It’s Time for Private Enterprises to Step Up as Companies for Good
Governments have been instrumental in guiding people through 2020 and they do have a fundamental role to play in society, however they cannot tackle humanity’s future challenges alone. More than 80% of people are employed by the private sector and yet many of these companies continue to neglect their wider societal responsibilities. Capitalism remains the dominant economic force across the world and throughout history companies have continued to provide for human needs, so it is essential to question how private enterprise could become positive agents for change in conjunction with governments and an emerging non-profit sector.
Capitalism is not without faults, however Companies for Good argues that rather than eliminating private enterprise, now is the time to make it a legal obligation that companies step up and actively work to find solutions to humanity’s challenges.
David Logan is a seasoned corporate responsibility and sustainability practitioner and consultant, grounding Companies for Good within his 40 years of frontline practical CSR experience in Europe, US and over 30 emerging markets across the globe.
There are many examples of companies doing good in society, but reliance on the voluntary commitment of business leaders to ensure that companies play a positive role is no longer sufficient for a sustainable future. David argues it must now be mandatory for all companies, as the price for their freedom to do business, to have a plan to combat humanity’s challenges be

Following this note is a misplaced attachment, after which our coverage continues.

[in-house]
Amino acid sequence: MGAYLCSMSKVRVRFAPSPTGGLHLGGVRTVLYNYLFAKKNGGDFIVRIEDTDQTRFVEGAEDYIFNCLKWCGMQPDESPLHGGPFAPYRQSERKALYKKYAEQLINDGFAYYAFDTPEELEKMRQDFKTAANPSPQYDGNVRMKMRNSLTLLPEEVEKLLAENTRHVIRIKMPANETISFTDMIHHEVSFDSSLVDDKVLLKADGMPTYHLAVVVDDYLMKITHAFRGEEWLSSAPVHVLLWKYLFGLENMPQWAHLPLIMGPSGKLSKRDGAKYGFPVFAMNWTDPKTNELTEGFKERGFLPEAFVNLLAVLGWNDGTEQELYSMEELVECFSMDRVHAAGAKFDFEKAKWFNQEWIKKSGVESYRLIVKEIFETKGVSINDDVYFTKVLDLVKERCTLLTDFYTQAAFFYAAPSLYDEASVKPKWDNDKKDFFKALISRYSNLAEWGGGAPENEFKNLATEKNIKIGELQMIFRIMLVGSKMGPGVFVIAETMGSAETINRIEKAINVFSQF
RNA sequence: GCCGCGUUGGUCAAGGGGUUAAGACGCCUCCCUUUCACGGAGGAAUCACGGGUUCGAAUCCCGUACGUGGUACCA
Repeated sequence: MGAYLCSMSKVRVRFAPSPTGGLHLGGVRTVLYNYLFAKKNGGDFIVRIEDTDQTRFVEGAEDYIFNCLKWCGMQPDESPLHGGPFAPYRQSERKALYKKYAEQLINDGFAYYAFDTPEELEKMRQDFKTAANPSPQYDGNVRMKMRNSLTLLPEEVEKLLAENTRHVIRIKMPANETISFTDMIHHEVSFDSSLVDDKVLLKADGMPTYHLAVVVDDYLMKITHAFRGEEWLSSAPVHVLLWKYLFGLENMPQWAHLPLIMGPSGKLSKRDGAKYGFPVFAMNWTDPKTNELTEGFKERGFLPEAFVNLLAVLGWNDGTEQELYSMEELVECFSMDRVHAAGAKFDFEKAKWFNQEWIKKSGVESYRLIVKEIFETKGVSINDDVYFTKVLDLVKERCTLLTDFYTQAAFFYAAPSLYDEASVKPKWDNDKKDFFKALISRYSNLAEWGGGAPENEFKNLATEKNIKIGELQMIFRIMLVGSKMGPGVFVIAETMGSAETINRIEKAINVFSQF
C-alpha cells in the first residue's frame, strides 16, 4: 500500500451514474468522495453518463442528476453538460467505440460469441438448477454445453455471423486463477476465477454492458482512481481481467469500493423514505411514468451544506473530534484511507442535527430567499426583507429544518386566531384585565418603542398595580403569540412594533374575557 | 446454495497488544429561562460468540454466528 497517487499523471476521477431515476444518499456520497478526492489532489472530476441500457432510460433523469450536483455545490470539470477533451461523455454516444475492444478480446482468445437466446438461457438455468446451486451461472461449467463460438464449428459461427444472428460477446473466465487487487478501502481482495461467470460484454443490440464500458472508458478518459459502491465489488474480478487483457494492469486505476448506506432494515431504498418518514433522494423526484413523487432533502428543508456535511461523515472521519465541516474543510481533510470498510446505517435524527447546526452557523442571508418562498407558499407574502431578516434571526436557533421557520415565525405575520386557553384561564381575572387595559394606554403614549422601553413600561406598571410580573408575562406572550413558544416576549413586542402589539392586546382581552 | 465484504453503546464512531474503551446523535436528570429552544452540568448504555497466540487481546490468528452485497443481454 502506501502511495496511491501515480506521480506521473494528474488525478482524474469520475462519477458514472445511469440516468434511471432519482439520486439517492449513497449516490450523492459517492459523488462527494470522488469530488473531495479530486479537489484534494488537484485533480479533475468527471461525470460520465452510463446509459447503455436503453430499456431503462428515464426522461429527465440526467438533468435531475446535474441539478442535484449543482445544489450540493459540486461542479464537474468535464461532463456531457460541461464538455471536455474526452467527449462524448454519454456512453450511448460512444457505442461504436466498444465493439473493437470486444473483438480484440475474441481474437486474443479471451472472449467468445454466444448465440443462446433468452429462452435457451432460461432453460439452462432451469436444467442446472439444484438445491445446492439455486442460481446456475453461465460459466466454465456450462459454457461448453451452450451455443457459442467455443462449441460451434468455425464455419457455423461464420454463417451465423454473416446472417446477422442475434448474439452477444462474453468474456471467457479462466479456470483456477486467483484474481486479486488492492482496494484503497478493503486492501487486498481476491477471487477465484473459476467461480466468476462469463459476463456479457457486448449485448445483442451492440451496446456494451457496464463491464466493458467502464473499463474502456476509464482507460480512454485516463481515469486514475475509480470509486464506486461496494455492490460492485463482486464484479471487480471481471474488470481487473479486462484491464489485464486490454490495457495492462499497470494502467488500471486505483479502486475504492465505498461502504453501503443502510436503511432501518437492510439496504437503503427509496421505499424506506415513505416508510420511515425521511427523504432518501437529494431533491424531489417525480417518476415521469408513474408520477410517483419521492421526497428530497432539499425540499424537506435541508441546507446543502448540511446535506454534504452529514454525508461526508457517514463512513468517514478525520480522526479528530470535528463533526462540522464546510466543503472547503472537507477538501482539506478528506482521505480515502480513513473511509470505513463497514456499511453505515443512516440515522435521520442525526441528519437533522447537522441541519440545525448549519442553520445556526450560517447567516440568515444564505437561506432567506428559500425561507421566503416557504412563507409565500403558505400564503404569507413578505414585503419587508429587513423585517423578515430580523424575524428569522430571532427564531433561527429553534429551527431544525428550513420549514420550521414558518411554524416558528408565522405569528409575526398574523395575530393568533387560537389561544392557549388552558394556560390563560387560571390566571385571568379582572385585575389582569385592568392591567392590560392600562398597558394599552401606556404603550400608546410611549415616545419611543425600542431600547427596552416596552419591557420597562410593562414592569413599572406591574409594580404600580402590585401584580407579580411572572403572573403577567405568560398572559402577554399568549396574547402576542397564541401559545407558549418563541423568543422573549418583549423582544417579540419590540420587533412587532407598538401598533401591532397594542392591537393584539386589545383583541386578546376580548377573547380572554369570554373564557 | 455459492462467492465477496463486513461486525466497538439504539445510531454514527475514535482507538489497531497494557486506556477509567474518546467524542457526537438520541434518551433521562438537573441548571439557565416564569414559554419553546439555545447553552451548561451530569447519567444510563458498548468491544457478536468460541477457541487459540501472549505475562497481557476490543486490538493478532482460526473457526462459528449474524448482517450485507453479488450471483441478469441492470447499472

they economic, social or above all environmental. Companies must be firmly brought into collaboration with the governmental and non-profits sectors to help develop solutions to humanity’s problems.
David has lived through society’s great economic and social changes. The book provides some of his reflections on them, alongside a comprehensive overview of the changing role of companies and Capitalism from the early modern economy through to Socialism and the rise of the non-profit sector. Some believe that society can confront humanity’s challenges with a return to more authoritarian controls of the economy and society, but David argues that this has been tried in the past unsuccessfully. Instead, more energy needs to be directed towards evolving the global system into three formal sectors (Government, For-Profit and Non-Profit) that strive towards a sustainable society.
However, companies are not ready for this new role and they need to be. Companies for Good considers what this new social contract needs to look like, the importance of values, and how companies and stakeholders can be good citizens. It is possible for companies to retain the ability to create new products and services to meet human needs if they take on board the requirement to do this in a sustainable and responsible way, David argues.
Companies for Good provides a fresh and pragmatic perspective on some of humanity’s increasingly urgent problems. Readers can increase their understanding of the active role for-profits need to play in coalition with governments and non-profits to face the future. Only when all three sectors are engaged can the economic, social and environmental problems be tackled to create a prosperous future for all.